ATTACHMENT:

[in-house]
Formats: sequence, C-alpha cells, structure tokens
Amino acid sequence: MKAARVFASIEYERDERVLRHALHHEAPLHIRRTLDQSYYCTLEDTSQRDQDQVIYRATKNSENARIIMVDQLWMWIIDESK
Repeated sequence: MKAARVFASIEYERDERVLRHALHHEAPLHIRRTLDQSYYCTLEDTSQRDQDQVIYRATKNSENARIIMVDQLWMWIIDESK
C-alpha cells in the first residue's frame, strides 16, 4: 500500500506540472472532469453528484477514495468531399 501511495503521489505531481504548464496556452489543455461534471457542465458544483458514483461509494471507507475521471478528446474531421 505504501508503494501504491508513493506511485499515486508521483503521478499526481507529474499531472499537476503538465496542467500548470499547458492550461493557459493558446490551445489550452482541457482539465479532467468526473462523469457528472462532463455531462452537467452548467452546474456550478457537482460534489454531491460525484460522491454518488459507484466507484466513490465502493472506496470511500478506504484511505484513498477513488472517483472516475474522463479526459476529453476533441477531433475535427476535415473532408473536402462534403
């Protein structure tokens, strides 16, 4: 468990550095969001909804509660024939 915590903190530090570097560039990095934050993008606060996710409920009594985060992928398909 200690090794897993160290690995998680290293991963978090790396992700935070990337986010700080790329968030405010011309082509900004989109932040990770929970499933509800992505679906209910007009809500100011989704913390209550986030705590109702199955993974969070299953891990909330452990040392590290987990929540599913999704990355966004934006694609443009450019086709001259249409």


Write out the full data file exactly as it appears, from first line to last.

[in-house]
Formats: sequence, C-alpha cells, structure tokens
Amino acid sequence: MKAARVFASIEYERDERVLRHALHHEAPLHIRRTLDQSYYCTLEDTSQRDQDQVIYRATKNSENARIIMVDQLWMWIIDESK
Repeated sequence: MKAARVFASIEYERDERVLRHALHHEAPLHIRRTLDQSYYCTLEDTSQRDQDQVIYRATKNSENARIIMVDQLWMWIIDESK
C-alpha cells in the first residue's frame, strides 16, 4: 500500500506540472472532469453528484477514495468531399 501511495503521489505531481504548464496556452489543455461534471457542465458544483458514483461509494471507507475521471478528446474531421 505504501508503494501504491508513493506511485499515486508521483503521478499526481507529474499531472499537476503538465496542467500548470499547458492550461493557459493558446490551445489550452482541457482539465479532467468526473462523469457528472462532463455531462452537467452548467452546474456550478457537482460534489454531491460525484460522491454518488459507484466507484466513490465502493472506496470511500478506504484511505484513498477513488472517483472516475474522463479526459476529453476533441477531433475535427476535415473532408473536402462534403
């Protein structure tokens, strides 16, 4: 468990550095969001909804509660024939 915590903190530090570097560039990095934050993008606060996710409920009594985060992928398909 200690090794897993160290690995998680290293991963978090790396992700935070990337986010700080790329968030405010011309082509900004989109932040990770929970499933509800992505679906209910007009809500100011989704913390209550986030705590109702199955993974969070299953891990909330452990040392590290987990929540599913999704990355966004934006694609443009450019086709001259249409």